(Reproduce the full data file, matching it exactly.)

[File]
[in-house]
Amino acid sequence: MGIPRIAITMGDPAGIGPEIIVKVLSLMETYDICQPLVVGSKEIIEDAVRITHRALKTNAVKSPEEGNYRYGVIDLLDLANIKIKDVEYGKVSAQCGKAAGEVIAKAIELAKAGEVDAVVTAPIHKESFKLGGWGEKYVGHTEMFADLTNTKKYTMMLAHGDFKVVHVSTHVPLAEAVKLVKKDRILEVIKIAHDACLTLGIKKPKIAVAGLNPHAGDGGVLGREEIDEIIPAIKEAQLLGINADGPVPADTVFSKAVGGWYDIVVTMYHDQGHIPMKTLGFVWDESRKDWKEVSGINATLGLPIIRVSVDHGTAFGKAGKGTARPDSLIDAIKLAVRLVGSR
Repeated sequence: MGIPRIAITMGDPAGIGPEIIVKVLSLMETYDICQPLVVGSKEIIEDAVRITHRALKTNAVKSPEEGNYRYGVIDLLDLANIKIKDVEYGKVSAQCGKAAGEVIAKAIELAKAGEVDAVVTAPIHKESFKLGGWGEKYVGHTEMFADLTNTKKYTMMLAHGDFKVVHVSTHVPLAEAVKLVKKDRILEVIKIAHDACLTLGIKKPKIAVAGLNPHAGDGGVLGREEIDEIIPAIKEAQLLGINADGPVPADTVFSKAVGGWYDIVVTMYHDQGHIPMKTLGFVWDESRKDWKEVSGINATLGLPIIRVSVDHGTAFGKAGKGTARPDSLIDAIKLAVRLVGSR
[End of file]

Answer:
[in-house]
Amino acid sequence: MGIPRIAITMGDPAGIGPEIIVKVLSLMETYDICQPLVVGSKEIIEDAVRITHRALKTNAVKSPEEGNYRYGVIDLLDLANIKIKDVEYGKVSAQCGKAAGEVIAKAIELAKAGEVDAVVTAPIHKESFKLGGWGEKYVGHTEMFADLTNTKKYTMMLAHGDFKVVHVSTHVPLAEAVKLVKKDRILEVIKIAHDACLTLGIKKPKIAVAGLNPHAGDGGVLGREEIDEIIPAIKEAQLLGINADGPVPADTVFSKAVGGWYDIVVTMYHDQGHIPMKTLGFVWDESRKDWKEVSGINATLGLPIIRVSVDHGTAFGKAGKGTARPDSLIDAIKLAVRLVGSR
Repeated sequence: MGIPRIAITMGDPAGIGPEIIVKVLSLMETYDICQPLVVGSKEIIEDAVRITHRALKTNAVKSPEEGNYRYGVIDLLDLANIKIKDVEYGKVSAQCGKAAGEVIAKAIELAKAGEVDAVVTAPIHKESFKLGGWGEKYVGHTEMFADLTNTKKYTMMLAHGDFKVVHVSTHVPLAEAVKLVKKDRILEVIKIAHDACLTLGIKKPKIAVAGLNPHAGDGGVLGREEIDEIIPAIKEAQLLGINADGPVPADTVFSKAVGGWYDIVVTMYHDQGHIPMKTLGFVWDESRKDWKEVSGINATLGLPIIRVSVDHGTAFGKAGKGTARPDSLIDAIKLAVRLVGSR